Astronomy and Astrophysics, volume 636A, 25-25 (2020/4-1)
Continuation of the X-ray monitoring of Sgr A*: the increase in bright flaring rate confirmed.
MOSSOUX E., FINOCIETY B., BECKERS J.-M. and VINCENT F.H.
Abstract (from CDS):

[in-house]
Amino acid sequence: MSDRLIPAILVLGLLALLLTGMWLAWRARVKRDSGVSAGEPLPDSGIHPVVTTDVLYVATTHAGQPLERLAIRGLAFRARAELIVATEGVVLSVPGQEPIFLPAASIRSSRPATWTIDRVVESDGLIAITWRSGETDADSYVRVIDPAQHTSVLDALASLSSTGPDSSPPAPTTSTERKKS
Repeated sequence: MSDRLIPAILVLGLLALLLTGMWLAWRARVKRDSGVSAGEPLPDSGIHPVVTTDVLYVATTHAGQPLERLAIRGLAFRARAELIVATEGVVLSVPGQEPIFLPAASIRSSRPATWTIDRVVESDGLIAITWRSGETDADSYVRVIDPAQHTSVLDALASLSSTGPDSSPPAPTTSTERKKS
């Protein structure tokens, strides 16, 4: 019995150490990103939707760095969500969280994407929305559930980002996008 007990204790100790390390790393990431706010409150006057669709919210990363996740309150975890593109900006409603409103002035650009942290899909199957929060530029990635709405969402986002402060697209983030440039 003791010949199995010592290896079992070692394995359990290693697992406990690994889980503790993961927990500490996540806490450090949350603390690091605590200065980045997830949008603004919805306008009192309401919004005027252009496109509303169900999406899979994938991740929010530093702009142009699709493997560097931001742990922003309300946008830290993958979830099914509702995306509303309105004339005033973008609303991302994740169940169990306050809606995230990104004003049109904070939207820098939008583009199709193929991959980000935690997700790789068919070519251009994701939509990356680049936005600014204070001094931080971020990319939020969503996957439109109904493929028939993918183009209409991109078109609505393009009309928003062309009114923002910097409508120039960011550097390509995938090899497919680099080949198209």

Context. The supermassive black hole Sagittarius A* (Sgr A*) is located at the dynamical center of the Milky Way. In a recent study of the X-ray flaring activity from Sgr A* using Chandra, XMM-Newton, and Swift observations from 1999 to 2015, it has been argued that the bright flaring rate has increased from 2014 August 31 while the faint flaring rate decreased from around 2013 August. Aims. We tested the persistence of these changes in the flaring rates with new X-ray observations of Sgr A* performed from 2016 to 2018 (total exposure of 1.4 Ms). Methods. We reprocessed the Chandra, XMM-Newton, and Swift observations from 2016 to 2018. We detected 9 flares in the Chandra data and 5 flares in the Swift data that we added to the set of 107 previously detected flares. We computed the intrinsic distribution of flare fluxes and durations corrected for the sensitivity bias using a new method that allowed us to take the error on the flare fluxes and durations into account. From this intrinsic distribution, we determined the average flare detection efficiency for each Chandra, XMM-Newton, and Swift observation. After correcting each observational exposure for this efficiency, we applied the Bayesian blocks algorithm on the concatenated flare arrival times. As in the above-mentioned study, we also searched for a flux and fluence threshold that might lead to a change in flaring rate. We improved the previous method by computing the average flare detection efficiencies for each flux and fluence range. Results. The Bayesian block algorithm did not detect any significant change in flaring rate of the 121 flares. However, we detected an increase by a factor of about three in the flaring rate of the most luminous and most energetic flares that have occurred since 2014 August 30. Conclusions. The X-ray activity of Sgr A* has increased for more than four years. Additional studies about the overall near-infrared and radio behavior of Sgr A* are required to draw strong results on the multiwavelength activity of the black hole.